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Family mechanisms of structural ecosystems therapy for HIV-seropositive women in drug recovery
Health Psychology
  • Myron J. Burns, Nova Southeastern University
  • B.E. McCabe
  • V.B. Mitrani
  • D.J. Feaster
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OBJECTIVE: Examined the effects of Structural Ecosystems Therapy (SET), a family intervention for women living with HIV or AIDS, compared to a psycho-educational health group (HG) intervention, and reciprocal relationships between women and family members. METHOD: Women (n = 126) and their family members (n = 269) were randomized to one of two conditions and assessed every 4 months for 12 months. Family functioning, drug use, and psychological distress was reported by multiple family members. RESULTS: Multilevel growth curve modeling showed a different family functioning trajectory between SET and HG, B = -0.05, SE = 0.02, p < .01. There was no intervention effect on the trajectory of family-level drug abstinence or psychological distress, but there was a significant difference in the trajectory of psychological distress after controlling for change in family functioning, B = -0.28, SE = 0.13, p < .05. There was an indirect effect from treatment through change in family functioning to change in psychological distress, B = 0.29, SE = 0.12, p < .05. With respect to reciprocal effects, family drug abstinence significantly predicted women's abstinence 4 months later, B = 0.22, SE = 0.06, p < .001. CONCLUSION: Findings demonstrated the interdependence of family members and the impact of family in relapse prevention and partially supported SET's potential for maintaining family functioning and well-being for women living with HIV or AIDS in drug recovery.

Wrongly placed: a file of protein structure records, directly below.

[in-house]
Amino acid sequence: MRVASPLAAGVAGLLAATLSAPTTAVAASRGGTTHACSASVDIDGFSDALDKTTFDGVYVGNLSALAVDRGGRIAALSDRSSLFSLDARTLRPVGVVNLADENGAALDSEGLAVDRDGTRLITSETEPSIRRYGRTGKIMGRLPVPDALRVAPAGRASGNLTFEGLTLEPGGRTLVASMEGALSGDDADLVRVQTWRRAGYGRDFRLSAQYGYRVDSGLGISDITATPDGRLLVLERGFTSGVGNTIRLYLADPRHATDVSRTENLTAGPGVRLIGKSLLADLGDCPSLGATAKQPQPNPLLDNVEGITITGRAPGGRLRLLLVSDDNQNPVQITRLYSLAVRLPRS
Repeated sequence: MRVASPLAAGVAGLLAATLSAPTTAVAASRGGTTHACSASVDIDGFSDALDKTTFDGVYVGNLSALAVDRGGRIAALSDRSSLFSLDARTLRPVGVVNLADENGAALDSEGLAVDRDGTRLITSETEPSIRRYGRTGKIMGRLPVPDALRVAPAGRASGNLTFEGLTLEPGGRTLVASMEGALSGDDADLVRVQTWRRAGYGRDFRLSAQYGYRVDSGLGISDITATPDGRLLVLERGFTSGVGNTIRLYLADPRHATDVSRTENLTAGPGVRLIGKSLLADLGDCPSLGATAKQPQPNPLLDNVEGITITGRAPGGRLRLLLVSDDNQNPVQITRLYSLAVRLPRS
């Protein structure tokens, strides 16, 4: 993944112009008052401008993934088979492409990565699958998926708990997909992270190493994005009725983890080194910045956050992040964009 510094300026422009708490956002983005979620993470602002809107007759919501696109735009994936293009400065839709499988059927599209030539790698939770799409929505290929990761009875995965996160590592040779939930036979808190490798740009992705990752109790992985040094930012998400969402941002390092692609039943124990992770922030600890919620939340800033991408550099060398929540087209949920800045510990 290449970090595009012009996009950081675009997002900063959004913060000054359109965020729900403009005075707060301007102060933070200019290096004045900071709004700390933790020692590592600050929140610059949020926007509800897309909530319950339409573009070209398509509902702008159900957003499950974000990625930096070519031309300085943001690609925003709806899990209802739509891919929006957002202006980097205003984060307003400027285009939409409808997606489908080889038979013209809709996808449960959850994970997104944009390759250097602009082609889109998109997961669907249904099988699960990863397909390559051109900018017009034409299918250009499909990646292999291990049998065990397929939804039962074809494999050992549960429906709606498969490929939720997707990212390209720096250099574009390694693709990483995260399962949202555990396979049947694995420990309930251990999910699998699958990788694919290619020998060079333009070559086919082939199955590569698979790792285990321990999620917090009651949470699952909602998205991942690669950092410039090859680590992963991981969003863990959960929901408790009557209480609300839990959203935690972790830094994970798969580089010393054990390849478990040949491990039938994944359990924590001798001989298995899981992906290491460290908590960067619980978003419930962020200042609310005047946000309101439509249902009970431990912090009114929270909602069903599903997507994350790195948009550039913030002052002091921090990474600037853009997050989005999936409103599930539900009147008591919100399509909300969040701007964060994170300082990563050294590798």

Citation Information
Myron J. Burns, B.E. McCabe, V.B. Mitrani and D.J. Feaster. "Family mechanisms of structural ecosystems therapy for HIV-seropositive women in drug recovery" Health Psychology Vol. 31 Iss. 5 (2012) p. 591 - 600 ISSN: 0278-6133
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